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Having properly configured and consistent cryptography settings across your Red Hat Enterprise Linux (RHEL) environment is a key part of system security. RHEL System Roles are a collection of Ansible roles and modules that are included in RHEL to help provide consistent workflows and streamline the execution of manual tasks.

The crypto_policies RHEL System Role can help you quickly and easily implement system-wide crypto policies across your RHEL environment. The crypto_policies role can also be used to check the current status of system-wide crypto policies in your environment.  

In this post, we show you how you can utilize the crypto-policies RHEL System Role to automate the configuration across your RHEL environment.  

Background

Cryptography can be complex to understand and difficult to properly implement and configure on systems. 

To make this even more challenging, the configuration of cryptography-related settings between different components in RHEL, such as the Apache HTTP Server, the SSHD server, and Kerberos, each have their own cryptography related configuration settings and syntax.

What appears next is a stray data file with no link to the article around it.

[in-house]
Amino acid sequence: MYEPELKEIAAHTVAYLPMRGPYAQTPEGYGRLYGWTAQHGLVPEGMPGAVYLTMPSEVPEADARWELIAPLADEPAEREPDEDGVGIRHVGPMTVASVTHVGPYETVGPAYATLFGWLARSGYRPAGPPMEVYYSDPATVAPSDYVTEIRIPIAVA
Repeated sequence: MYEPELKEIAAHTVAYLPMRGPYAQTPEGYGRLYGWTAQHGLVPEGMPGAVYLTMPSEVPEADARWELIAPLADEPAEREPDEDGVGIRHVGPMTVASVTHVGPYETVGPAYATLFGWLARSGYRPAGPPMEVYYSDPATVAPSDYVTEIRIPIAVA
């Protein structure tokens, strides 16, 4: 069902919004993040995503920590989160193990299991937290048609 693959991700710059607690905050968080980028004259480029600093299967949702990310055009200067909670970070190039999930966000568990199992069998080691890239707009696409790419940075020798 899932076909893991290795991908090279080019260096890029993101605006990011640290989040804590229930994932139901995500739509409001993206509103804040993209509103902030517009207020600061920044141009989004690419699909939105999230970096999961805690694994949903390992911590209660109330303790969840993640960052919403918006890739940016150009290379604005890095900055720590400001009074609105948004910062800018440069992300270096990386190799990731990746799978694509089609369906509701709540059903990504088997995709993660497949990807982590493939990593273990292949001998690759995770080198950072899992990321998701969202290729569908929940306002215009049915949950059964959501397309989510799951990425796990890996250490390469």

Misconfiguration of some of these settings can leave the system vulnerable. This is why Red Hat introduced the system-wide crypto policies feature with RHEL 8. 

This functionality allows you to specify a cryptographic policy that applies to the default behavior of applications when running with the system-provided configuration. RHEL 8 includes four policies: DEFAULT, LEGACY, FUTURE, and FIPS.  For more information on these included policies, as well as a general overview of system-wide crypto policies, refer to the post about our crypto policies and using system-wide cryptographic policies documentation.  

Environment overview

In my example environment, I have a control node system named controlnode running RHEL 8 and three managed nodes: rhel8-server1, rhel8-server2, and rhel8-server3, all of which are also running RHEL 8.  

Note that system-wide crypto policies were introduced with RHEL 8, so the crypto-policies System Role does not support RHEL 7 or older systems.

Figure 1.

My desired system-wide crypto policy configuration for my environment is:

  • rhel8-server1 and rhel8-server2 should use the FUTURE policy

  • rhel8-server3 should use the DEFAULT policy, with the NO-SHA1 policy modifier to disable SHA-1 in signature algorithms

I’ve already set up an Ansible service account on the four servers, named ansible, and have SSH key authentication set up so that the ansible account on controlnode can log in to each of the systems.